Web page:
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Modern mechanical systems, such as , airplanes, wind turbines and other machinery, are controlled by software. For safety of passengers, operators and so , such software must be correct and extremely reliable, and therefore must be subject to strict quality control, validation and certification.

This presents a challenge. For economical reasons, mechanical systems are designed to form product portfolios, and the controlling software is structured the same way: as software product families with highly parametrized and combinable components.

It is completely infeasible to test and certify all the possible software configurations individually, yet this appears necessary: due to the discrete nature of software, the successful certification of one software variant predicts little about the correctness of the next, only slightly different, variant. This is hardest for component suppliers, who can’t control how the components are configured by customers.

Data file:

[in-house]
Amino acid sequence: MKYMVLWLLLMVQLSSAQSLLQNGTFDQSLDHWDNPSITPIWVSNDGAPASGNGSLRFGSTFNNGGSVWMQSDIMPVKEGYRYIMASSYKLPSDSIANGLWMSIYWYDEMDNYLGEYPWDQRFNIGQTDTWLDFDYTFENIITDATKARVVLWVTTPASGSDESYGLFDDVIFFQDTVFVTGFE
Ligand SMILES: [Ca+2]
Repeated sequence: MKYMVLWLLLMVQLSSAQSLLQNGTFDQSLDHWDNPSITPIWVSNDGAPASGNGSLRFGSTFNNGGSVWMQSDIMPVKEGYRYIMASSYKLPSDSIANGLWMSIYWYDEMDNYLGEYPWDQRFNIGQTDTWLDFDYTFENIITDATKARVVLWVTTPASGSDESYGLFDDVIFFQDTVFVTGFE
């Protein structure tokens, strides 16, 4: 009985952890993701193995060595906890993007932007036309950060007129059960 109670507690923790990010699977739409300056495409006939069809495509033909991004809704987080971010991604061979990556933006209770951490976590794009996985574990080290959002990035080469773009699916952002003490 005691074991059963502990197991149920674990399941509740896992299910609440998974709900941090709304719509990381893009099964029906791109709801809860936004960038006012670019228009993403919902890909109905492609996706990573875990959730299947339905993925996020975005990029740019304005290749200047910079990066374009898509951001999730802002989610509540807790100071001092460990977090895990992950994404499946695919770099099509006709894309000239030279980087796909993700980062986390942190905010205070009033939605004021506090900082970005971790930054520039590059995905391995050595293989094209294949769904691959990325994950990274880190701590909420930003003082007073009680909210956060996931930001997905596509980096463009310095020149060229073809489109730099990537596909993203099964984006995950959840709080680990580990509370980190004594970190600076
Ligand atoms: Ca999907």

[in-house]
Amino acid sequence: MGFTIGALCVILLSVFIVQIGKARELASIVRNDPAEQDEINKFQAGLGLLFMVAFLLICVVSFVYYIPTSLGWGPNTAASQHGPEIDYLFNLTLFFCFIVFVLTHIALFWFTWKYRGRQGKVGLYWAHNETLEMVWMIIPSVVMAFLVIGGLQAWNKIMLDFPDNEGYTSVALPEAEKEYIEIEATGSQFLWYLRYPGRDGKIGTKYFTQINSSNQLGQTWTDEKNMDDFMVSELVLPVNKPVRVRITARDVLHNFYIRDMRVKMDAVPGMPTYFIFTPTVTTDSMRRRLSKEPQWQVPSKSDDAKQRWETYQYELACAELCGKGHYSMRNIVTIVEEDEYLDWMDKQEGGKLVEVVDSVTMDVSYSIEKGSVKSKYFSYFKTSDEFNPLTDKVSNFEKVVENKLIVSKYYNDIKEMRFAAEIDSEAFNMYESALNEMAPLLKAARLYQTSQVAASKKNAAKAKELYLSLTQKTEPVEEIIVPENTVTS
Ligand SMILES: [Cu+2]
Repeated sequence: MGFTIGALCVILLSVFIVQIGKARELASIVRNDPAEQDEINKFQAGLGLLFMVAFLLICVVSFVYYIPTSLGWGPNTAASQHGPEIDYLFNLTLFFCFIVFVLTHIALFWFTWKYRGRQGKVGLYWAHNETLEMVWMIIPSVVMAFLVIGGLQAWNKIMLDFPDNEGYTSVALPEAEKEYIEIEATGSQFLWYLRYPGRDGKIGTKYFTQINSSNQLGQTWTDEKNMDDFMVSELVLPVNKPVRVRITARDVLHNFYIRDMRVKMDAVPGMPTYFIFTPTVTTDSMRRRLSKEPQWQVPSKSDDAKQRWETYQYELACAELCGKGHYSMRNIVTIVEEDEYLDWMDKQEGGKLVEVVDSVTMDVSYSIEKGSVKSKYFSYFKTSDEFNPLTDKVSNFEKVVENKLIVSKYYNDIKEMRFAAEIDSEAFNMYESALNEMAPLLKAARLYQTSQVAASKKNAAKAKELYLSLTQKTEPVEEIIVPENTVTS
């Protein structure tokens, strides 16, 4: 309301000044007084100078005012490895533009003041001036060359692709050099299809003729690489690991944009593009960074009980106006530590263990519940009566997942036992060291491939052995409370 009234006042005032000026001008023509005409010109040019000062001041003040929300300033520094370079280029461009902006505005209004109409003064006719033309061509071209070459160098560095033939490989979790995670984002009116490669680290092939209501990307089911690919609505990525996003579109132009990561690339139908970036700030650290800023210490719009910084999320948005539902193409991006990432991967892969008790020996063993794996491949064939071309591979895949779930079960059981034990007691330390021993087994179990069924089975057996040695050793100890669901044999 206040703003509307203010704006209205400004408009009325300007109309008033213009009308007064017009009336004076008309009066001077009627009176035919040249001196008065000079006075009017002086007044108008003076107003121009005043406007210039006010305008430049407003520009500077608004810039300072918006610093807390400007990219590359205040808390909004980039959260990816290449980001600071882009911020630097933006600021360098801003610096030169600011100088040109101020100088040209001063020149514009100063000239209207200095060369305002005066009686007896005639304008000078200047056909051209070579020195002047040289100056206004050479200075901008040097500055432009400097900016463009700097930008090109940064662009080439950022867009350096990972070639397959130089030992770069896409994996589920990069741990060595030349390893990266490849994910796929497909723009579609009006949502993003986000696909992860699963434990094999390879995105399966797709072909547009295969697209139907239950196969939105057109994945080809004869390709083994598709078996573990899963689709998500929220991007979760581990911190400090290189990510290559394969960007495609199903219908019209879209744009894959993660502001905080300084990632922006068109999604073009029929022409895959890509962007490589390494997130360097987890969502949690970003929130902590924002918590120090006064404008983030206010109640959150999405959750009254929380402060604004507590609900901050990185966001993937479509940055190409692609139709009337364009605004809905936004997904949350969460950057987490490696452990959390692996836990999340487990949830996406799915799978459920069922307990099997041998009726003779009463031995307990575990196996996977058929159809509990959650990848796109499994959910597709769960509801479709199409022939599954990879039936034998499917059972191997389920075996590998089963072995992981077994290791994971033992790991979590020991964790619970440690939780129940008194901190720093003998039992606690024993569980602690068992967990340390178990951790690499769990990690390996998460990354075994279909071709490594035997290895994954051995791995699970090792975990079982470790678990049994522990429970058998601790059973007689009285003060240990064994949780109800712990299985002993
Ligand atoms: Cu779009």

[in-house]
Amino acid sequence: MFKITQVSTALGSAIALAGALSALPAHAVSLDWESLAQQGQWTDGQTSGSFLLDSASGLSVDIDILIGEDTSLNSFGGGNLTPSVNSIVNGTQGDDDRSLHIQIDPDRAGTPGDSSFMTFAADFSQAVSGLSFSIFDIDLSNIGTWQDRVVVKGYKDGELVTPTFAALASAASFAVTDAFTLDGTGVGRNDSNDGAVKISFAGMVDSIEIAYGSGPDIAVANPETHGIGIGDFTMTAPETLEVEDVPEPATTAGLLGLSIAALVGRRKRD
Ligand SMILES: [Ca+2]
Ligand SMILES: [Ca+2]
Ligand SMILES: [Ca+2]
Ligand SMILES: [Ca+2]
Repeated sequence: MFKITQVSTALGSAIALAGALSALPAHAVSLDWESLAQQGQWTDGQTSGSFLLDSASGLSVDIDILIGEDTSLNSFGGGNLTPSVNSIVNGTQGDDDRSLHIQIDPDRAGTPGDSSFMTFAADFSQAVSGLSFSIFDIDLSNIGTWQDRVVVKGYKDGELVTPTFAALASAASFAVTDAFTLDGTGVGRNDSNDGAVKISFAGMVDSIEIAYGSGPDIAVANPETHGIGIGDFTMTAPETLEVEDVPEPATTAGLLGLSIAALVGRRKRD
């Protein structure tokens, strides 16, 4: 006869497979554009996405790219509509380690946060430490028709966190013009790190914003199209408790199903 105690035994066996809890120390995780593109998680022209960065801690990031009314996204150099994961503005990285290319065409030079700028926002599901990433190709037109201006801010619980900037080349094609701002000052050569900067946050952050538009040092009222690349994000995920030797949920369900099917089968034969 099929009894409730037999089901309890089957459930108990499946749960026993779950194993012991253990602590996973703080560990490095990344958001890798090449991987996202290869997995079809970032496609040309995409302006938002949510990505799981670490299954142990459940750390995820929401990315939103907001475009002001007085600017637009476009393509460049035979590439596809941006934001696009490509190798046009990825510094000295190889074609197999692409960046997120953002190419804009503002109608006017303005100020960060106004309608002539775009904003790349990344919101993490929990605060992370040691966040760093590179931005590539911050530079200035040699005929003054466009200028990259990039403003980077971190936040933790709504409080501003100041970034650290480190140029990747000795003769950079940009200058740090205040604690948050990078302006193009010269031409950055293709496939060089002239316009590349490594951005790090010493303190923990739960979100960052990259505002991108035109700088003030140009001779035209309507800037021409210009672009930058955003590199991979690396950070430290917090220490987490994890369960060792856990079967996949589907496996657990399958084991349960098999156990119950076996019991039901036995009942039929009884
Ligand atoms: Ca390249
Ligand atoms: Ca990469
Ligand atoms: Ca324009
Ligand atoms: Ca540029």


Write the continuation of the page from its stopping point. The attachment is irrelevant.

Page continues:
The goal of the VARIETE project is to develop techniques to harness the variability in software product portfolios, ensuring that (i) all derivable variants are correct, (ii) transformations applied to models and code during software development do not introduce errors. This requires a concerted effort to advance modelling and automated reasoning within model-driven software development. We will achieve this by building on and strengthening our national and international network in academia, industry and standardisation organisations.

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The team at the recent research retreat (including a handful of visitors).


Duration

1 April 2013 to 1 April 2017

Acknowledgements

The VARIETE project has been generously funded by within The Danish Council for Independent Research (DFF) the Sapere Aude research excellence program (level 2). It is also co-sponsored by IT University of Copenhagen.